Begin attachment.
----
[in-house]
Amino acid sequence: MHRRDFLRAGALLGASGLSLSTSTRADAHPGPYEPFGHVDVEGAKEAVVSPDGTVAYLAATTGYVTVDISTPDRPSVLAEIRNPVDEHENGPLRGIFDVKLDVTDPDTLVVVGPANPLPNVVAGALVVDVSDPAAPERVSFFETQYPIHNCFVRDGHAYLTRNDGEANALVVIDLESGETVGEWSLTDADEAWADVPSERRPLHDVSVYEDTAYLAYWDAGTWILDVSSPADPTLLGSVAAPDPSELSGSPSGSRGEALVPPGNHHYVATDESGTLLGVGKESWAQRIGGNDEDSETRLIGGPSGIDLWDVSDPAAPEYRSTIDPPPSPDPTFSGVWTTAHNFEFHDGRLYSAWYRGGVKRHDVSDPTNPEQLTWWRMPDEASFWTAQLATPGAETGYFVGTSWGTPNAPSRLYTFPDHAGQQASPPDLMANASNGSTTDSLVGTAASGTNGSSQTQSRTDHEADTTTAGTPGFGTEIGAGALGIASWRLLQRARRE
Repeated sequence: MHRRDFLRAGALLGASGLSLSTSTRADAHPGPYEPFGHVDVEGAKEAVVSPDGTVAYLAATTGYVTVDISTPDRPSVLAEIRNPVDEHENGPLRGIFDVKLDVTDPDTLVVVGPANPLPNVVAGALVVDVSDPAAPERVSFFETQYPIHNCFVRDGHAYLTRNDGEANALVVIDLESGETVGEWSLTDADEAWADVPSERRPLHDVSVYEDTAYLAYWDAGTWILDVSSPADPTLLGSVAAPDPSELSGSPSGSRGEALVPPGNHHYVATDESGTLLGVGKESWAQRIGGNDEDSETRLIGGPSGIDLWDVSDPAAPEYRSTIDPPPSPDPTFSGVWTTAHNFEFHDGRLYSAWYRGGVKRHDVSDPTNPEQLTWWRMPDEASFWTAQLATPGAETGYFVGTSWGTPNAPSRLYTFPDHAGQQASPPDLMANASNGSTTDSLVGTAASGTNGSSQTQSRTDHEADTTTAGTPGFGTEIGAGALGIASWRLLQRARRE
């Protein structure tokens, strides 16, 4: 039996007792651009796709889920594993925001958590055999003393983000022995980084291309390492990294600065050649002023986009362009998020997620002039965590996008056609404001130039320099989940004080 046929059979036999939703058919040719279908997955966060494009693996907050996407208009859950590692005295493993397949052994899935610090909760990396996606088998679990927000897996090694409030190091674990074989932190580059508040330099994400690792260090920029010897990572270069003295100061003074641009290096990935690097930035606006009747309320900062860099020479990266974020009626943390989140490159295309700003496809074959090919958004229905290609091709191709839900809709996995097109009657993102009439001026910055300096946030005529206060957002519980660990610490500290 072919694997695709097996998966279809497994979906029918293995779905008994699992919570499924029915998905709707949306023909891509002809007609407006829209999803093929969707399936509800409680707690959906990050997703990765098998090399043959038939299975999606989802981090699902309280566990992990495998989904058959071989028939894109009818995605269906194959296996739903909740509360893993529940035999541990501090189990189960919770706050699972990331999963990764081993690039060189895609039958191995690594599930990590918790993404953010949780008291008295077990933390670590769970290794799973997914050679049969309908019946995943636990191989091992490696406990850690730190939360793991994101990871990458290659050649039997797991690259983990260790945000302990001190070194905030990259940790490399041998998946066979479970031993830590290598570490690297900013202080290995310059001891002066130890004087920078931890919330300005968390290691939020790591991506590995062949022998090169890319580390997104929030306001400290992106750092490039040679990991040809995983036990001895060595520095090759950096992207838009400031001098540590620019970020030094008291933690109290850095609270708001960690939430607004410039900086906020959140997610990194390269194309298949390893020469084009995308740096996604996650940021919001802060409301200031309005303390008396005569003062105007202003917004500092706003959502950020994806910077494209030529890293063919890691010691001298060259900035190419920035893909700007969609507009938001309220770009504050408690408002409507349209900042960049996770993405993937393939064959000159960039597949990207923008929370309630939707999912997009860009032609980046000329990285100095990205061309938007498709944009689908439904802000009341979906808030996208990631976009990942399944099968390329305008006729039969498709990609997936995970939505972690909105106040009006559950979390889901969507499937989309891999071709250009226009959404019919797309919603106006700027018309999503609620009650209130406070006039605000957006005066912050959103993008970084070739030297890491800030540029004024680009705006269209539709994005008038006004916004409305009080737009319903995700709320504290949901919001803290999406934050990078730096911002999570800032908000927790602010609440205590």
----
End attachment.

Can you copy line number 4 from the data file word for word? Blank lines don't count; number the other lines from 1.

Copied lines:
């Protein structure tokens, strides 16, 4: 039996007792651009796709889920594993925001958590055999003393983000022995980084291309390492990294600065050649002023986009362009998020997620002039965590996008056609404001130039320099989940004080 046929059979036999939703058919040719279908997955966060494009693996907050996407208009859950590692005295493993397949052994899935610090909760990396996606088998679990927000897996090694409030190091674990074989932190580059508040330099994400690792260090920029010897990572270069003295100061003074641009290096990935690097930035606006009747309320900062860099020479990266974020009626943390989140490159295309700003496809074959090919958004229905290609091709191709839900809709996995097109009657993102009439001026910055300096946030005529206060957002519980660990610490500290 072919694997695709097996998966279809497994979906029918293995779905008994699992919570499924029915998905709707949306023909891509002809007609407006829209999803093929969707399936509800409680707690959906990050997703990765098998090399043959038939299975999606989802981090699902309280566990992990495998989904058959071989028939894109009818995605269906194959296996739903909740509360893993529940035999541990501090189990189960919770706050699972990331999963990764081993690039060189895609039958191995690594599930990590918790993404953010949780008291008295077990933390670590769970290794799973997914050679049969309908019946995943636990191989091992490696406990850690730190939360793991994101990871990458290659050649039997797991690259983990260790945000302990001190070194905030990259940790490399041998998946066979479970031993830590290598570490690297900013202080290995310059001891002066130890004087920078931890919330300005968390290691939020790591991506590995062949022998090169890319580390997104929030306001400290992106750092490039040679990991040809995983036990001895060595520095090759950096992207838009400031001098540590620019970020030094008291933690109290850095609270708001960690939430607004410039900086906020959140997610990194390269194309298949390893020469084009995308740096996604996650940021919001802060409301200031309005303390008396005569003062105007202003917004500092706003959502950020994806910077494209030529890293063919890691010691001298060259900035190419920035893909700007969609507009938001309220770009504050408690408002409507349209900042960049996770993405993937393939064959000159960039597949990207923008929370309630939707999912997009860009032609980046000329990285100095990205061309938007498709944009689908439904802000009341979906808030996208990631976009990942399944099968390329305008006729039969498709990609997936995970939505972690909105106040009006559950979390889901969507499937989309891999071709250009226009959404019919797309919603106006700027018309999503609620009650209130406070006039605000957006005066912050959103993008970084070739030297890491800030540029004024680009705006269209539709994005008038006004916004409305009080737009319903995700709320504290949901919001803290999406934050990078730096911002999570800032908000927790602010609440205590």